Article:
While other companies, like Intel and Google, are rushing into the 3D camera space to put depth sensors into their tablets, computers, and smart phones, Apple has been making no announcements about any such technology. Instead, what we have to go on about their future 3D sensing capabilities comes from patent filings and acquisitions. Two years ago, the company purchased PrimeSense, the Israeli manufacturer of the original Kinect sensor for XBox whose technology has served the basis for many modern depth-sensing devices. Now, it seems that Apple has purchased another Israeli firm, LinX Imaging, that could further progress the company’s ability to produce 3D cameras for its products.
LinX is a producer of array cameras capable of capturing depth data similar to the method invoked by Pelican Imaging, which may be in the process of creating 3D sensing tech for Nokia and Qualcomm. LinX describes its tech on a vary bare site, “Utilizing state-of-the-art multi aperture imaging technology that combines innovative image processing, advanced sensor and optics technology, our cameras set new standards for image quality parameters such as low light performance, HDR, refocusing, color fidelity, shutter lag and more. The LinX cameras not only capture 2D images but also acquire very accurate depth information of the complete scene. We allow Apps to freely use the 3D information captured by our camera to achieve amazing new features such as the ability to refocus an image after it has been captured, measurement of the true dimensions of objects, 3D object modeling and real time background replacement for video calls.”
Many news sites are touting the effects that such cameras would have on smartphone cameras, with their ability to improve overall picture quality and, also, change the focus of a photo in post, the integration of a depth sensor into Apple’s line of devices would effectively usher in the mixed reality/reality computing era. In addition to various computers and tablets using Intel’s RealSense technology and Google releasing their own Project Tango with depth sensing, Apple’s entrance would signify that, more or less, every computer manufacturer was now in on the 3D camera game.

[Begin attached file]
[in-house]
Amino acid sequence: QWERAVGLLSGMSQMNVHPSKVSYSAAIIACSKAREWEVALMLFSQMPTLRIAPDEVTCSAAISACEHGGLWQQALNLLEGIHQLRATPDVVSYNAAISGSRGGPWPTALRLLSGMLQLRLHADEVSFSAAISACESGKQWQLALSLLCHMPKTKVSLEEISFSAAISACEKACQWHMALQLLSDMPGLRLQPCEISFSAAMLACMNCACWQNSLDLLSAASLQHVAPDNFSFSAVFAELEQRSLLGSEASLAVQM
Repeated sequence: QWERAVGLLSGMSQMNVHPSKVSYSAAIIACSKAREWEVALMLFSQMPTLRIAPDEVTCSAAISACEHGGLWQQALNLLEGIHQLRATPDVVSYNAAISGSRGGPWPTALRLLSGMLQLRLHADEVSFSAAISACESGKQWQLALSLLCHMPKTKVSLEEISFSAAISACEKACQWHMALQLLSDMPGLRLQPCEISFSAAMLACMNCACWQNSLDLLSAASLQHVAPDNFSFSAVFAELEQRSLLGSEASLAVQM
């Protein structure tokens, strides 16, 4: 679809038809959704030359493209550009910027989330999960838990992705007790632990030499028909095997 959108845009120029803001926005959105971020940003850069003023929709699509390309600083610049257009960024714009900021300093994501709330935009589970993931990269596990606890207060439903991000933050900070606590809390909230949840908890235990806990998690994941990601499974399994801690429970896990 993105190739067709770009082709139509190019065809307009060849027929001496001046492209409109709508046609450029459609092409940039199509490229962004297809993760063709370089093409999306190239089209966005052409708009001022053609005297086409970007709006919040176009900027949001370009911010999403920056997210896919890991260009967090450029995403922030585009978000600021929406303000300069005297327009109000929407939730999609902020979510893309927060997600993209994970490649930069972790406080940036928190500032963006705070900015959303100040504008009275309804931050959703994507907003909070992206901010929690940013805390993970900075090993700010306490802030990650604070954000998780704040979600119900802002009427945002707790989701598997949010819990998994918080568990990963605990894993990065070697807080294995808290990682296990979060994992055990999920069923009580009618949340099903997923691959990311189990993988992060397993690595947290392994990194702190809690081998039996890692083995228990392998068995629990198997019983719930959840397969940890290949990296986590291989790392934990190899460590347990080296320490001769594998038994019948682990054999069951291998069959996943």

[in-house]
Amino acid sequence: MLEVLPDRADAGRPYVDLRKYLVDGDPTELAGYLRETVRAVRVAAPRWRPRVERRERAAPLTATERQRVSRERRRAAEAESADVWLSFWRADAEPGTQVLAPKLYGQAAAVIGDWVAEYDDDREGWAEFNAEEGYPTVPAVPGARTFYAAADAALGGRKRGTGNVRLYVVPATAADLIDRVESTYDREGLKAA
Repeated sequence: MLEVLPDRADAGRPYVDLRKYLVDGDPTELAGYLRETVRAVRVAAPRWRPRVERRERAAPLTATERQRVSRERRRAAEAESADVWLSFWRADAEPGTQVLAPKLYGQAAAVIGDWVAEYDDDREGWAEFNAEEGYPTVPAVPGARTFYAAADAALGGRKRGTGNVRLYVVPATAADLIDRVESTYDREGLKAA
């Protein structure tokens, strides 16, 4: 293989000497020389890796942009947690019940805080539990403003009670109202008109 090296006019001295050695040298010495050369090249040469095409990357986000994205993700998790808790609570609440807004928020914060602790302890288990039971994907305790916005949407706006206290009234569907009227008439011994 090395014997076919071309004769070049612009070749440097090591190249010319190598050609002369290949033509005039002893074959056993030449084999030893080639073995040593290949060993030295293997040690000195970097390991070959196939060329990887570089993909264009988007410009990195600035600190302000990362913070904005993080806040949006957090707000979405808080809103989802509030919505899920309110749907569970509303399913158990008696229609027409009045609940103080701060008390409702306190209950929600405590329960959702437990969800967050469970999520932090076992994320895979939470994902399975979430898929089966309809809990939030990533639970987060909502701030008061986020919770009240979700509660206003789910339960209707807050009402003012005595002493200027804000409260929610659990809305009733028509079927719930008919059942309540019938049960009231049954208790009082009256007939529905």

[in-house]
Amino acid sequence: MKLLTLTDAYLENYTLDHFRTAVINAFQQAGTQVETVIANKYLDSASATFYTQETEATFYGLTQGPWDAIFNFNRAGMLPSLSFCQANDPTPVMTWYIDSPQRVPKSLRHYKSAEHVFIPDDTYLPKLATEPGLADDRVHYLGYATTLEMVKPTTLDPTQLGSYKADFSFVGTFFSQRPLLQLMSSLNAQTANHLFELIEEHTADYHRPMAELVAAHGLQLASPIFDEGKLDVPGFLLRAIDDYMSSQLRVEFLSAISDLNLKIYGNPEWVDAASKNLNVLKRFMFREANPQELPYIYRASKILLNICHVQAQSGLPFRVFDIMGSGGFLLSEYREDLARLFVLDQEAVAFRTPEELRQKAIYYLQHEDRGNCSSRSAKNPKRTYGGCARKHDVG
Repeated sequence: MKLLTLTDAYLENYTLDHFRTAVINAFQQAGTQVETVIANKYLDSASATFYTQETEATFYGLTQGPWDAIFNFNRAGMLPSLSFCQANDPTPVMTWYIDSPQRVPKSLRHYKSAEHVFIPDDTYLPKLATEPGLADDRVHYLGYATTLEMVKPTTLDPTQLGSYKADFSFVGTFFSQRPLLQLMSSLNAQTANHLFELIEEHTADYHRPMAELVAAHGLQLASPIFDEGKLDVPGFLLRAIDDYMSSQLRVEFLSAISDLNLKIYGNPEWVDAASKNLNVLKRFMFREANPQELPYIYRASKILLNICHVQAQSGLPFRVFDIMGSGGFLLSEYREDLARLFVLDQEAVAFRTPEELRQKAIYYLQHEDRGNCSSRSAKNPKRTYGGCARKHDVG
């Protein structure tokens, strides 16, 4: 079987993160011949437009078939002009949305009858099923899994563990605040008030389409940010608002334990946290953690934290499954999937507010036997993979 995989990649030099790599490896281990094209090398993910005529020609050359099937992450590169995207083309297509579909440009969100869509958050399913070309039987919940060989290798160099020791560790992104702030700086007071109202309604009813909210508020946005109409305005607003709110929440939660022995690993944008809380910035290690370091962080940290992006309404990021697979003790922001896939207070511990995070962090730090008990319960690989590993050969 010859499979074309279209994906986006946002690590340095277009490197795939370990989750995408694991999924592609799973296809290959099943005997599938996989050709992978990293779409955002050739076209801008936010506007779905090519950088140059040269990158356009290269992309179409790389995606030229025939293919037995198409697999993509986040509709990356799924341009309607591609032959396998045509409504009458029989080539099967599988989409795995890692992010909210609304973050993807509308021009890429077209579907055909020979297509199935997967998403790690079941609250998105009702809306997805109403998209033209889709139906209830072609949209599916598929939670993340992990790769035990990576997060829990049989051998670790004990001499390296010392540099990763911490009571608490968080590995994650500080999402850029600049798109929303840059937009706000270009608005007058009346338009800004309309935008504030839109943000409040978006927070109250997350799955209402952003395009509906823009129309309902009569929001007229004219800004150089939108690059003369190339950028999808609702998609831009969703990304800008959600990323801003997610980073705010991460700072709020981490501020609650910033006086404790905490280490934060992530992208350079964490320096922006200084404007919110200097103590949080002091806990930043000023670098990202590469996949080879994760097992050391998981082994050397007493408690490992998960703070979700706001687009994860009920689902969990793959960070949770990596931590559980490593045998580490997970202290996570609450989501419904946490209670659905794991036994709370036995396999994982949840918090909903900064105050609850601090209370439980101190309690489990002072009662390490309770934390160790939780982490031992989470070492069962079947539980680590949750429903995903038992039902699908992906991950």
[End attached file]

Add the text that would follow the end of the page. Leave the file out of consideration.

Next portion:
With 3D cameras in the iPad, iPhone, Apple Watch, and Macbooks, users would be able to 3D scan their environment for use in digital applications or for 3D printing, seamlessly merging the virtual and physical worlds in what Microsoft calls Mixed Reality, HP calls Blended Reality, 3D Systems (and also the Department of Defense) calls the Digital Thread, and Autodesk calls Reality Computing. And the manipulation of digital objects via gesture control further blurs the line between these two worlds. Now, to get LinX’s tech into Apple’s tech, the company will have to tackle the issue of power, both in terms of processing and energy.